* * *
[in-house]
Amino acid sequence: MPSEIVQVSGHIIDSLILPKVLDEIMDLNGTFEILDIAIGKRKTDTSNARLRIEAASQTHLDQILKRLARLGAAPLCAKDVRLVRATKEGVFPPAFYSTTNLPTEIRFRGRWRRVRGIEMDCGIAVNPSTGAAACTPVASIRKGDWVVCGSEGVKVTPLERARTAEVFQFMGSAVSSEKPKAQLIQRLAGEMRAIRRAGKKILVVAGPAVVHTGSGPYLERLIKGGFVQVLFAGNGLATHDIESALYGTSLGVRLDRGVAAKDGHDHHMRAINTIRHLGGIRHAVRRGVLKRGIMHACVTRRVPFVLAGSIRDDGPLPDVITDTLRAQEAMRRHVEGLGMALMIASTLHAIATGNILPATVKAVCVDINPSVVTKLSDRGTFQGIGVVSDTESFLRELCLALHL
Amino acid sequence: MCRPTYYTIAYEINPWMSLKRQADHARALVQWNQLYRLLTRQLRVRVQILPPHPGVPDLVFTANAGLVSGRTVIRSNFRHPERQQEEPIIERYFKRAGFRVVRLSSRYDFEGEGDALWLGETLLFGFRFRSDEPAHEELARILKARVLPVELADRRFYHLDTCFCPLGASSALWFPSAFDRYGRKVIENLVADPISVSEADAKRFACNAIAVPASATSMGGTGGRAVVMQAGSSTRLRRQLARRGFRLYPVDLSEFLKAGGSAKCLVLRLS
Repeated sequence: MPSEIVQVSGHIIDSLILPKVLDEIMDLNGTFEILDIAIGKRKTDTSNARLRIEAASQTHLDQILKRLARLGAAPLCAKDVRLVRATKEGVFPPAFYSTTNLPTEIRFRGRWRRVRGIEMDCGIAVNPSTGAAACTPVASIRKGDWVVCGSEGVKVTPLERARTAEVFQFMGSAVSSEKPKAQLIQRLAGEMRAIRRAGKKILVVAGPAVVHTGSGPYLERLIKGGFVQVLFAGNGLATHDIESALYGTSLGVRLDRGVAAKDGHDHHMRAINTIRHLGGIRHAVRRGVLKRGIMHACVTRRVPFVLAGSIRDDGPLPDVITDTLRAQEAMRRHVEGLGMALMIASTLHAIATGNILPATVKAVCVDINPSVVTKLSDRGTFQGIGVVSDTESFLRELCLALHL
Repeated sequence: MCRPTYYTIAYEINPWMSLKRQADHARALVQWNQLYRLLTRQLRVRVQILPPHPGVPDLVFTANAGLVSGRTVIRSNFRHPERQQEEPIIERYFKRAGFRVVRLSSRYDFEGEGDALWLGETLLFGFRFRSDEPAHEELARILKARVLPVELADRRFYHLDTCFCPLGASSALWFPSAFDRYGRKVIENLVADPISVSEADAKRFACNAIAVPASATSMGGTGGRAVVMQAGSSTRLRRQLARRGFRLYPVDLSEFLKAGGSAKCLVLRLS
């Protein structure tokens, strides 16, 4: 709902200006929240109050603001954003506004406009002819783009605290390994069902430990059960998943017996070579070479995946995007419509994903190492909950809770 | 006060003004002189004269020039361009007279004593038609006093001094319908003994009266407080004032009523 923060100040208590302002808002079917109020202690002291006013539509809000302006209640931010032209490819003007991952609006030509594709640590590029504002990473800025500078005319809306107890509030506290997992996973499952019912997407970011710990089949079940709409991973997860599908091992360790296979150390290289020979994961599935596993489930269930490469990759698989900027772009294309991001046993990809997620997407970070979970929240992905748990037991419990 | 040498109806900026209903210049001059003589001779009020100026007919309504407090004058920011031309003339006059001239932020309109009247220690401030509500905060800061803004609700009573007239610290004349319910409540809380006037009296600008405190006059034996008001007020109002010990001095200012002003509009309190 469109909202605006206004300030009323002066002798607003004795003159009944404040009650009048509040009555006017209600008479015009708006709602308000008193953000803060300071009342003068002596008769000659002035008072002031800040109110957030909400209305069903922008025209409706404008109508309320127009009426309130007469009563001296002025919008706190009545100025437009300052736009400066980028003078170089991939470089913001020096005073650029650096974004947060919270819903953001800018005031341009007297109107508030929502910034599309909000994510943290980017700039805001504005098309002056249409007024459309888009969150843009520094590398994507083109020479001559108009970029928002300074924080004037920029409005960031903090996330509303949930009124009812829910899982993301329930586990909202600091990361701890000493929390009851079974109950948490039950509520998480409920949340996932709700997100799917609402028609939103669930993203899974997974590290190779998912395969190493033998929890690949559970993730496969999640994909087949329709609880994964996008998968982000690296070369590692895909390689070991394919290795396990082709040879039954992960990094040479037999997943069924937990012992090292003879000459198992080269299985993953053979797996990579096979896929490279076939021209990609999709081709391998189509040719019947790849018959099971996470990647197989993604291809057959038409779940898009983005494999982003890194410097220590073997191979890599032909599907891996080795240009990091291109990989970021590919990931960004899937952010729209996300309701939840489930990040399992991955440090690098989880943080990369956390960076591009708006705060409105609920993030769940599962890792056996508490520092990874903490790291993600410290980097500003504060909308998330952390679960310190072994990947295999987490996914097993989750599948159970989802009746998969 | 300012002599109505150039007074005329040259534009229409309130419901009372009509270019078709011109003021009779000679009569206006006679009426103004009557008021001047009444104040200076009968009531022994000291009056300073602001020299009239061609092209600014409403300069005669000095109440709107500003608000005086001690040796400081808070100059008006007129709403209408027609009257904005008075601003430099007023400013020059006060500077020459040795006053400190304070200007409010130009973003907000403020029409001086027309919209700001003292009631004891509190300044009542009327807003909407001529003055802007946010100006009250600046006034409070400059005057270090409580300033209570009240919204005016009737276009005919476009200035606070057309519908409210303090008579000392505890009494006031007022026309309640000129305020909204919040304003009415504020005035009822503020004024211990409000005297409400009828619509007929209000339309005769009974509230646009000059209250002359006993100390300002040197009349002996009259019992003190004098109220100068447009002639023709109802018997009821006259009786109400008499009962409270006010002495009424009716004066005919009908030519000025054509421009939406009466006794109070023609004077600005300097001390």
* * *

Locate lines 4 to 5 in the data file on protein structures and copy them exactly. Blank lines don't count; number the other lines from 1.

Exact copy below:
Repeated sequence: MPSEIVQVSGHIIDSLILPKVLDEIMDLNGTFEILDIAIGKRKTDTSNARLRIEAASQTHLDQILKRLARLGAAPLCAKDVRLVRATKEGVFPPAFYSTTNLPTEIRFRGRWRRVRGIEMDCGIAVNPSTGAAACTPVASIRKGDWVVCGSEGVKVTPLERARTAEVFQFMGSAVSSEKPKAQLIQRLAGEMRAIRRAGKKILVVAGPAVVHTGSGPYLERLIKGGFVQVLFAGNGLATHDIESALYGTSLGVRLDRGVAAKDGHDHHMRAINTIRHLGGIRHAVRRGVLKRGIMHACVTRRVPFVLAGSIRDDGPLPDVITDTLRAQEAMRRHVEGLGMALMIASTLHAIATGNILPATVKAVCVDINPSVVTKLSDRGTFQGIGVVSDTESFLRELCLALHL
Repeated sequence: MCRPTYYTIAYEINPWMSLKRQADHARALVQWNQLYRLLTRQLRVRVQILPPHPGVPDLVFTANAGLVSGRTVIRSNFRHPERQQEEPIIERYFKRAGFRVVRLSSRYDFEGEGDALWLGETLLFGFRFRSDEPAHEELARILKARVLPVELADRRFYHLDTCFCPLGASSALWFPSAFDRYGRKVIENLVADPISVSEADAKRFACNAIAVPASATSMGGTGGRAVVMQAGSSTRLRRQLARRGFRLYPVDLSEFLKAGGSAKCLVLRLS